During the discussions with economic operators (freight fowarders, importers and other traders), the Director General of Customs and Indirect Taxation has been enlightened and learnt about the difficulties and other problems faced by the latter on a daily basis. In particular the issue of loss of time due to administrative slowness, some taxes and expenses deemed unnecessary by these economic operators. The issue of the one-stop clearance office of cross-border operations (GUOT) under the Ministry of Transports was also raised. According to the economic operators, instead of being a formality simplification structure and other operations, GUOT is seen as another bottleneck.

Yet, both on the Customs Administration and economic operators side, all agree to recognize that without operators, there are no importers; without imports, no activities in the Port, and therefore no customs revenue either. An irrefutable reality to which Director General Guénolé Mbongo Koumou invited both to understand and internalize.  

Congo needs economic operators, the Director General of Congolese Customs added.  To do this, it is necessary to ensure a business climate conducive to investments in order to attract more investors. Moreover, Guénolé Mbongo Koumou said that the Doing Business ranking for Congo testifies to what economic operators mention as harassment, justiying moreover the decline in the competitiveness of the Port Authority of Pointe-Noire.

Just like the feedback clearly expressed by economic opearators who greet the quickness, the big capacity in the listening and the dynamism of the Director General of Customs and Indirect Taxation, he was also pleased to have frankly discussed with this category of interlocutors. These discussions enabled him to have an in-depth understanding of their difficulties and problems to ensure that, together, they all work to make the Port Authority of Pointe-Noire competitive. This implies import-generating customs revenues.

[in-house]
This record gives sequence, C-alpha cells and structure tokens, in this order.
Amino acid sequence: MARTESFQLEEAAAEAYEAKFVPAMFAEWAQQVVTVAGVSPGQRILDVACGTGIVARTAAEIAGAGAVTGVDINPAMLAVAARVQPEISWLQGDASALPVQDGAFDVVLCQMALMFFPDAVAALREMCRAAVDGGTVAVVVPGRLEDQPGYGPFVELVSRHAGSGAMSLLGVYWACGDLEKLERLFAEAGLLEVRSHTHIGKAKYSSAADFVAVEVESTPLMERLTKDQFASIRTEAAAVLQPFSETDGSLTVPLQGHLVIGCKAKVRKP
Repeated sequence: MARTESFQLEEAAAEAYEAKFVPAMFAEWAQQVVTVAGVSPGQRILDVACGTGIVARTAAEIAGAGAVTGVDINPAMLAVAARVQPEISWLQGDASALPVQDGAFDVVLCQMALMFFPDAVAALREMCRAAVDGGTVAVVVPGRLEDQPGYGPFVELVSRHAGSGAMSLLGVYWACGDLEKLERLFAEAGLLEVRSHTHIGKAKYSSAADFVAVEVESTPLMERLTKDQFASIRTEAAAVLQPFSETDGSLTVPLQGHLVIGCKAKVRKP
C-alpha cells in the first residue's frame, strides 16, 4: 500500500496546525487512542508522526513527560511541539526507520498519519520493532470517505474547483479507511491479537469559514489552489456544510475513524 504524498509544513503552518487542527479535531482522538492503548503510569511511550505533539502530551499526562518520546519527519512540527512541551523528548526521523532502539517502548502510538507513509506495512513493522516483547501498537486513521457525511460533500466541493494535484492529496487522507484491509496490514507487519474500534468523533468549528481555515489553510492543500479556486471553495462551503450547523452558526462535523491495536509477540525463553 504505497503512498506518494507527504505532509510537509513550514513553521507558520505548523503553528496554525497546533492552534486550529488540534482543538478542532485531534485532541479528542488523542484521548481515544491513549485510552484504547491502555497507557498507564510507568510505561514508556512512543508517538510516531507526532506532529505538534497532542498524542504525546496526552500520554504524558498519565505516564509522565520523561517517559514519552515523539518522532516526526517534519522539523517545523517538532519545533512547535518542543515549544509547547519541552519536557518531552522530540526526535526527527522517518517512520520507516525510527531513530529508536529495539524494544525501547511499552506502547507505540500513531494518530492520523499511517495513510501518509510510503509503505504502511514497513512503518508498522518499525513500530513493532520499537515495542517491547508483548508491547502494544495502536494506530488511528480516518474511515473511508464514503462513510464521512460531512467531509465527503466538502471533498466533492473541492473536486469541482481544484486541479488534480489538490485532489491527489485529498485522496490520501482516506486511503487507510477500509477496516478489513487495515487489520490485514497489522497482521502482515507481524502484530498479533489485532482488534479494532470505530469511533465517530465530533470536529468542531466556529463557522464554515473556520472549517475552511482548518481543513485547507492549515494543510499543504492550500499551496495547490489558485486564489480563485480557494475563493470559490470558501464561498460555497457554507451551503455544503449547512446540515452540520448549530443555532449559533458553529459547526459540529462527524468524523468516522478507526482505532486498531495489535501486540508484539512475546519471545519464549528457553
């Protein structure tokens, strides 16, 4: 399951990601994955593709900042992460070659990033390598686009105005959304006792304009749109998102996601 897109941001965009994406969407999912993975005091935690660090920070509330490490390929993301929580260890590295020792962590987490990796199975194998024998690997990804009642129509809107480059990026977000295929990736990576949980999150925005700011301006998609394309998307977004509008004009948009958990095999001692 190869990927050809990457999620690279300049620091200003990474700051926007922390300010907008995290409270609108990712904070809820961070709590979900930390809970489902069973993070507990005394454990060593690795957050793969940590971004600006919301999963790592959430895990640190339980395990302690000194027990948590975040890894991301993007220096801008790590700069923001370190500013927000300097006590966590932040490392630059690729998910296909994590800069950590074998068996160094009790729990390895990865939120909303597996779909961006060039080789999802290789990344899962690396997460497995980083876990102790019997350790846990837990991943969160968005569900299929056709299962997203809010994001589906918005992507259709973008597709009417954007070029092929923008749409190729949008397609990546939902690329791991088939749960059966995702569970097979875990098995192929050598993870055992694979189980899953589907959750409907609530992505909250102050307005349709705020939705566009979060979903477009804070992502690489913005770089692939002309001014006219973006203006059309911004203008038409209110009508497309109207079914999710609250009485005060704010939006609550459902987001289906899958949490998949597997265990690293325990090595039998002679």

Meeting with Customs Agent and Officers


With the customs officers and agents of Pointe-Noire and Kouilou, it was not a communication; this was already made in February 2019 by the tutelage Ministry. For the head of Customs Administration of Congo, it was more a question of having a full-fledged discussion, because it was important to listen officers and agents who are on the ground and actually facing many specific problems, among other, the lack of means. 

In an authoritative, commanding, and then pedagogical style of knowledge and know-how, the DGDDI called on his collaborators to root out deviant behaviors that do not promote a conducive business climate. 

Guénolé Mbongo Koumou reminded the customs officers of Pointe-Noire and Kouilou that Congo is experiencing difficulties at this time, and the country relies on the Customs Administration to bail out the coffers of the State. It is true that customs offcicers are already working very hard. But these efforts must be pursued, strengthened, consolidated and amplified so that the Customs Administration is the powerhouse of “the March toward development”, the social project of the President of the Republic, Head of State, Denis Sassou-N'Guesso, which has become a government's agenda.

It is certainly in this perspective that the President of the Republic recently signed a decree that at the Port Authority of Pointe-Noire, there remains the customs administration to carry out the controls. Not all other administrations have a place. Because, there are too many players involved in the Authority Port of Pointe-Noire, resulting in a disproportionate parafiscal burden on imports. This situation is now a thing of the past, since it is regulated  by the recent decree signed by the Head of State of Congo. All these other actors were taken out of the Port. 

As the customs administration is the nourrishing nipple of the State, the Director General of Customs and Indirect Taxation urged the agents under tutelage to courage, punctuality, attendance, self-denial and seriousness at work, to meet the challenges and objectives set by the Government.  


The Press office of the Ministry of Finance

Sub Category:CUSTOMS